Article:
King of Diamonds – Place the King of Diamonds on the center.  Pull as many played strategy cards from the center as you like.  Challenge your adversary to a coin toss that allows the winner to enact all of the strategies you chose on your present or his next turn.  If your opponent accepts the challenge, flip the coin.  If your opponent does not accept the challenge, you may enact any one strategy from the group immediately.

Queen of Diamonds – Place the Queen of Diamonds on the center.  Your opponent cannot draw any new cards until after he completes his next three turns.

Jack of Diamonds – Place the Jack of Diamonds on the center.  Your opponent must take the two highest cards in his hand and place them on that Jack of Diamonds.  The turn ends without further action, and both players draw replacement cards.

Ten of Diamonds – Place the Ten of Diamonds on the center.  Without looking at the faces, choose three cards from your opponent’s hand.  Your opponent must set those three cards aside for his next three turns and cannot play them until the fourth turn after.  When he draws, he only replaces the remaining cards used from his hand.


Nine of Diamonds – Place the Nine of Diamonds on the center.  Then play another strategy card.  Your opponent has the opportunity to declare that strategy null.  If your opponent chooses to nullify that originally played strategy, you may execute another strategy card in your hand on that turn without your opponent nullifying it.  If your opponent chooses not to nullify your originally played strategy card, you may play that originally played strategy card out on that turn.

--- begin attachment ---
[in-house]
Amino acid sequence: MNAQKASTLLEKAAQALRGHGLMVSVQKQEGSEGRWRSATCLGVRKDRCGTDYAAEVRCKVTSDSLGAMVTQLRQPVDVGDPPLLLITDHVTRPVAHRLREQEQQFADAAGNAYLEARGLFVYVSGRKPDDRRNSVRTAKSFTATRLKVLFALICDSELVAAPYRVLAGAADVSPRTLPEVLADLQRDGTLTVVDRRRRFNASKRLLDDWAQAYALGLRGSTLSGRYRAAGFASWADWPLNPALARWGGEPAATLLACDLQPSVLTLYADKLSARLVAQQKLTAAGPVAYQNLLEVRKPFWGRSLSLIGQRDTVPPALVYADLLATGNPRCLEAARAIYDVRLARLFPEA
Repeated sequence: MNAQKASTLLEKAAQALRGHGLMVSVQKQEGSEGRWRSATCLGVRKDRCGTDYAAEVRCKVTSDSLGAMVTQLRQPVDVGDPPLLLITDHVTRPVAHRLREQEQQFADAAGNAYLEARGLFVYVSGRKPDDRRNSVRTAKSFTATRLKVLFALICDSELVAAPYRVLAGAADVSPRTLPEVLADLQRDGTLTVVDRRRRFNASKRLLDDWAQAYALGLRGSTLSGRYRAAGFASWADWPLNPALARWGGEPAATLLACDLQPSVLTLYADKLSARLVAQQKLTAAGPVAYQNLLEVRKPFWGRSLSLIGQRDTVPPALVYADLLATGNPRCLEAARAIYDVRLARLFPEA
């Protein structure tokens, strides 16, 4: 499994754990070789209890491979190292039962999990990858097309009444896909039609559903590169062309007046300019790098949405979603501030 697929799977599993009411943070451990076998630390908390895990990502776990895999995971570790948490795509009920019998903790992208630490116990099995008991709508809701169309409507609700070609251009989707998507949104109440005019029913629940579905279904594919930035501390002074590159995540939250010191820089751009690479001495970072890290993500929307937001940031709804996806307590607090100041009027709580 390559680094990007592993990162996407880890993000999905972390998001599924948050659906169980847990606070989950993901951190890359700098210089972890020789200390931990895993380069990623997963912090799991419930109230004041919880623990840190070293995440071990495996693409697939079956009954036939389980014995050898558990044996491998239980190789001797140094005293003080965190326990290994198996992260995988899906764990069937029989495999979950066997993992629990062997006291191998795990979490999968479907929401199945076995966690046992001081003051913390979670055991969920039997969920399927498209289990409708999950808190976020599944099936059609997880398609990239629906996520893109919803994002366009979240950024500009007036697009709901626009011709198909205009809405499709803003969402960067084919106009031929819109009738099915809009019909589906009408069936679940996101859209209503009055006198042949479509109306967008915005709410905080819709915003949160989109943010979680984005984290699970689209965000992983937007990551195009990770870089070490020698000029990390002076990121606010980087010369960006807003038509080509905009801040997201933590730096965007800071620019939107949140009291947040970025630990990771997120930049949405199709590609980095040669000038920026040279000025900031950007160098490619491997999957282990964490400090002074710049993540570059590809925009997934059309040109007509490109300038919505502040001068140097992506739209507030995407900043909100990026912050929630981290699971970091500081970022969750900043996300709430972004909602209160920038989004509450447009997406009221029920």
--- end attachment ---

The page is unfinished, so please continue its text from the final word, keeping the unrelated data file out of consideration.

Eight of Diamonds – Build the Eight of Diamonds into any new strategy trick.  On your opponent’s next turn, he must, if you call for it, play his highest suite ranked strategy card.  If the highest suite ranked strategy card is to be oriented against a specific strategy trick, if you call for it, it must be the strategy trick that includes the Eight of Diamonds.  Otherwise, your opponent can target any other strategy trick he chooses.

Seven of Diamonds – Place the Seven of Diamonds on the table.  Proceed to your opponent's turn where he must build a new strategy trick as completely as he can with four cards.  (One existing card on the table may be covered by another card of these four cards to fulfill the four played card requirement.)  If your opponent’s hand does not contain a card from each suite, he must substitute cards for missing suite members, from the lowest suite rank to the highest, until he has aligned four cards on the table horizontally or vertically in the position of a strategy trick.  On your next turn, you may execute any strategy on a card within that strategy trick against your opponent by replacing that strategy card with any other strategy card in your hand.

Six of Diamonds – Place the Six of Diamonds on the center at the point in your opponent's turn that he has declared he will use a strategy on a strategy card against you.  Your opponent loses the remainder of that turn and you may now play his strategy card against him.

Five of Diamonds – Place the Five of Diamonds on any strategy trick your adversary worked to build or complete on his previous turn.  Enact any other strategy card in your hand unopposed so long as it does not involve that strategy trick.

Four of Diamonds – Place the Four of Diamonds on the center.  Draw one strategy card, and place it or another strategy card in your hand face up for your opponent to see.  Enact this strategy on any turn you choose.  Your opponent cannot cause you to loose this card until you play it.